6C: International Criminal Court - joint Nordic statement

Joint Statement on behalf of the Nordic States (N5), delivered by Permanent Representative of Finland, Ambassador Elina Kalkku, Permanent Mission of Finland to the United Nations.

Mr. President,

I have the honour to speak on behalf of the five Nordic countries, Denmark, Iceland, Norway, Sweden – and my own country, Finland.

We thank the President of the International Criminal Court Mr. Piotr Hofmański for being with us today and presenting the annual report of the ICC to the General Assembly.

Mr. President,

This year in July, we gathered here in New York to celebrate the 25th anniversary of the adoption of the Rome Statute, which established the International Criminal Court. The Rome Statute is a central instrument in fighting impunity for the most serious international crimes. Since its establishment, the ICC has made an invaluable contribution to the evolution of international criminal justice through its jurisprudence.

The ICC has jurisdiction over the crime of genocide, war crimes, crimes against humanity and the crime of aggression. These crimes represent grave violations of international law, notably the UN Charter, universal human rights and the laws of war. They threaten the peace, security and well-being of the world. The ICC continues to make a vital contribution to the rule of law at the international level by holding those responsible for the most atrocious crimes accountable for their actions.

Mr. President,

The ICC is the only permanent international criminal court with a global mandate. There are now over 120 States Parties to the Rome Statute, representing almost two thirds of the UN membership. More States Parties would further strengthen the universality of the ICC’s mandate. The Nordic countries warmly welcome the recent decision of Armenia to ratify the Rome Statute. We encourage all States to consider doing the same as a matter of urgency.

The United Nations and the ICC are both integral parts of the rules based international order. The ICC has a special relationship with the UN, in particular given the power of the Security Council to refer situations to the Court. We encourage the Security Council to use this power more often, and its members to refrain from using the veto in situations where there are clear and credible indications of genocide, war crimes, crimes against humanity or aggression.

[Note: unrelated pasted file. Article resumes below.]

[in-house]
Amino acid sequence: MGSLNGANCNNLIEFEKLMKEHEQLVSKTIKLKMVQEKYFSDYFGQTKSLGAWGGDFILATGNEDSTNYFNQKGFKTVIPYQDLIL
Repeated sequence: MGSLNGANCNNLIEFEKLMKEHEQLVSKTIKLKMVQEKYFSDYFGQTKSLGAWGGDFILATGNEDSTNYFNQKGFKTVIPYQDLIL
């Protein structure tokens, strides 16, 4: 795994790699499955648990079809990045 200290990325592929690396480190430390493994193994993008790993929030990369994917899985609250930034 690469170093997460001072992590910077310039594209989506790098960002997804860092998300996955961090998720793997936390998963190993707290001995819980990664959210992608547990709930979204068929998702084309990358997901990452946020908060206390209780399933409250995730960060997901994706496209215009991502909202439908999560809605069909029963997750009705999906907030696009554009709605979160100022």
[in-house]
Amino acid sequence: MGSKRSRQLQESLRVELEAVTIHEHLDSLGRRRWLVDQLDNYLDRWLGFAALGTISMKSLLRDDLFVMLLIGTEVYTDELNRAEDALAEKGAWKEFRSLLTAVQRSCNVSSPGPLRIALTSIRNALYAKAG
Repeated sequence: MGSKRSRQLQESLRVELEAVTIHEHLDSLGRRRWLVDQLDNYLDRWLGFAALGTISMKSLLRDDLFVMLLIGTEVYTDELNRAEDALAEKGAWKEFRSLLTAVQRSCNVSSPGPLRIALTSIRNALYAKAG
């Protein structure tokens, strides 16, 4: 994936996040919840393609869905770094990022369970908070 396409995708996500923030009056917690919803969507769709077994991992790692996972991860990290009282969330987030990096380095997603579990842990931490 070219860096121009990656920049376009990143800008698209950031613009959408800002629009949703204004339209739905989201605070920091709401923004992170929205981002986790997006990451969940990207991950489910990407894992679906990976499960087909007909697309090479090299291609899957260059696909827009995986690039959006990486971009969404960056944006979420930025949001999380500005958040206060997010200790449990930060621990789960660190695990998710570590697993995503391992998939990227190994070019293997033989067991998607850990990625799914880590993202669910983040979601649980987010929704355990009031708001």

Furthermore, we would like to reiterate our call to the General Assembly to enable the UN to share the financial burden with respect to the situations the Security Council has referred to the ICC.

Mr. President,

The ICC is an independent and impartial judicial institution. It is to act without fear or favor. The Nordic countries condemn in the strongest terms the criminal proceedings initiated by the authorities of the Russian Federation against the Prosecutor, the President and other judges of the Court. The Nordic States also strongly condemn the recent unprecedented cyber-attack on the Court. Any threats or attacks against the Court, its personnel or those cooperating with it are unacceptable.

The independence of judicial institutions is a fundamental component to the rule of law, and must be safeguarded at all times.

The protection of those cooperating with the ICC extends to civil society representatives who furnish the Court with evidence and information. Human rights defenders around the world are often the first to alarm us of atrocities unfolding in their regions. 

Mr. President,

The ICC is a Court of last resort. It does not replace national judicial systems, but strengthens and complements them. The ICC only steps in when necessary – when the national judicial systems do not take legal action or are unable or unwilling to investigate and prosecute.

The Nordic countries would like to take this opportunity to stress the importance of cooperation of all States with the ICC. Cooperation has many forms, from information sharing and execution of arrest warrants to the relocation of witnesses and enforcement of sentences. All States, whether parties to the Rome Statute or not, can cooperate with the ICC, and we encourage all to do so.

Mr. President,

25 years ago in Rome the drafters of the ICC’s Statute decided to create a Court that would not only prevent atrocities and punish the perpetrators, but also give a central role to the victims. Victims have a right to participate in the proceedings at the ICC beyond giving testimony, and receive assistance and reparation for the harm they have suffered. The Nordic countries are long-standing supporters of the Trust Fund for Victims and its efforts to provide redress to victims of atrocities. 

Mr. President,

In conclusion, the Nordic countries reiterate our unwavering commitment to the ICC, and its important role in the global fight against impunity.

I thank you.